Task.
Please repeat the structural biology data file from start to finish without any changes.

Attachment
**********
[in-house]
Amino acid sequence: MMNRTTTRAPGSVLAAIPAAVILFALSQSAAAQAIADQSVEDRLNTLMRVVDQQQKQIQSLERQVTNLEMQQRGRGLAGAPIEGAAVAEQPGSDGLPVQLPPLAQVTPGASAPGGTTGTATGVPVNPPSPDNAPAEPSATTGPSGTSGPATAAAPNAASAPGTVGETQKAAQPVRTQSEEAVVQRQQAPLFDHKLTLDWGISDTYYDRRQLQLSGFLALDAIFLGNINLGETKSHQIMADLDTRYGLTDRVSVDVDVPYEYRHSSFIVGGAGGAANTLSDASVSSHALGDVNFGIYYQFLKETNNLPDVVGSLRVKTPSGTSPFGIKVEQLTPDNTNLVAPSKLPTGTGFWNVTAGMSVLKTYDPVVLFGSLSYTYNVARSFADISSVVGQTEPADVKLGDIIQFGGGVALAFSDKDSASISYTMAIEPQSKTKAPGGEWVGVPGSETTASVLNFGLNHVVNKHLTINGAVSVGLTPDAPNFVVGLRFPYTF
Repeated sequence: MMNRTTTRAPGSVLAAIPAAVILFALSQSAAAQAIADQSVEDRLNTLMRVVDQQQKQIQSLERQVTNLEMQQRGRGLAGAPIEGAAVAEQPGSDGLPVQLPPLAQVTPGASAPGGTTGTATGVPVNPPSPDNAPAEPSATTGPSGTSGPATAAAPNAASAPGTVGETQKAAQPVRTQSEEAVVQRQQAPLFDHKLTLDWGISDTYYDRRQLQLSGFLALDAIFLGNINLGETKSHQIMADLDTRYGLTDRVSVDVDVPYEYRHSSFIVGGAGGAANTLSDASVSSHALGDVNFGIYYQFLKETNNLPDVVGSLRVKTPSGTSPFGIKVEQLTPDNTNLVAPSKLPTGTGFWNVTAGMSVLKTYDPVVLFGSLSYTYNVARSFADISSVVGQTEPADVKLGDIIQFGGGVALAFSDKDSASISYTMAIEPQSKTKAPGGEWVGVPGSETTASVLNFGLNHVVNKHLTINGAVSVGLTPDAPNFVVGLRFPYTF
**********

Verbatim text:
[in-house]
Amino acid sequence: MMNRTTTRAPGSVLAAIPAAVILFALSQSAAAQAIADQSVEDRLNTLMRVVDQQQKQIQSLERQVTNLEMQQRGRGLAGAPIEGAAVAEQPGSDGLPVQLPPLAQVTPGASAPGGTTGTATGVPVNPPSPDNAPAEPSATTGPSGTSGPATAAAPNAASAPGTVGETQKAAQPVRTQSEEAVVQRQQAPLFDHKLTLDWGISDTYYDRRQLQLSGFLALDAIFLGNINLGETKSHQIMADLDTRYGLTDRVSVDVDVPYEYRHSSFIVGGAGGAANTLSDASVSSHALGDVNFGIYYQFLKETNNLPDVVGSLRVKTPSGTSPFGIKVEQLTPDNTNLVAPSKLPTGTGFWNVTAGMSVLKTYDPVVLFGSLSYTYNVARSFADISSVVGQTEPADVKLGDIIQFGGGVALAFSDKDSASISYTMAIEPQSKTKAPGGEWVGVPGSETTASVLNFGLNHVVNKHLTINGAVSVGLTPDAPNFVVGLRFPYTF
Repeated sequence: MMNRTTTRAPGSVLAAIPAAVILFALSQSAAAQAIADQSVEDRLNTLMRVVDQQQKQIQSLERQVTNLEMQQRGRGLAGAPIEGAAVAEQPGSDGLPVQLPPLAQVTPGASAPGGTTGTATGVPVNPPSPDNAPAEPSATTGPSGTSGPATAAAPNAASAPGTVGETQKAAQPVRTQSEEAVVQRQQAPLFDHKLTLDWGISDTYYDRRQLQLSGFLALDAIFLGNINLGETKSHQIMADLDTRYGLTDRVSVDVDVPYEYRHSSFIVGGAGGAANTLSDASVSSHALGDVNFGIYYQFLKETNNLPDVVGSLRVKTPSGTSPFGIKVEQLTPDNTNLVAPSKLPTGTGFWNVTAGMSVLKTYDPVVLFGSLSYTYNVARSFADISSVVGQTEPADVKLGDIIQFGGGVALAFSDKDSASISYTMAIEPQSKTKAPGGEWVGVPGSETTASVLNFGLNHVVNKHLTINGAVSVGLTPDAPNFVVGLRFPYTF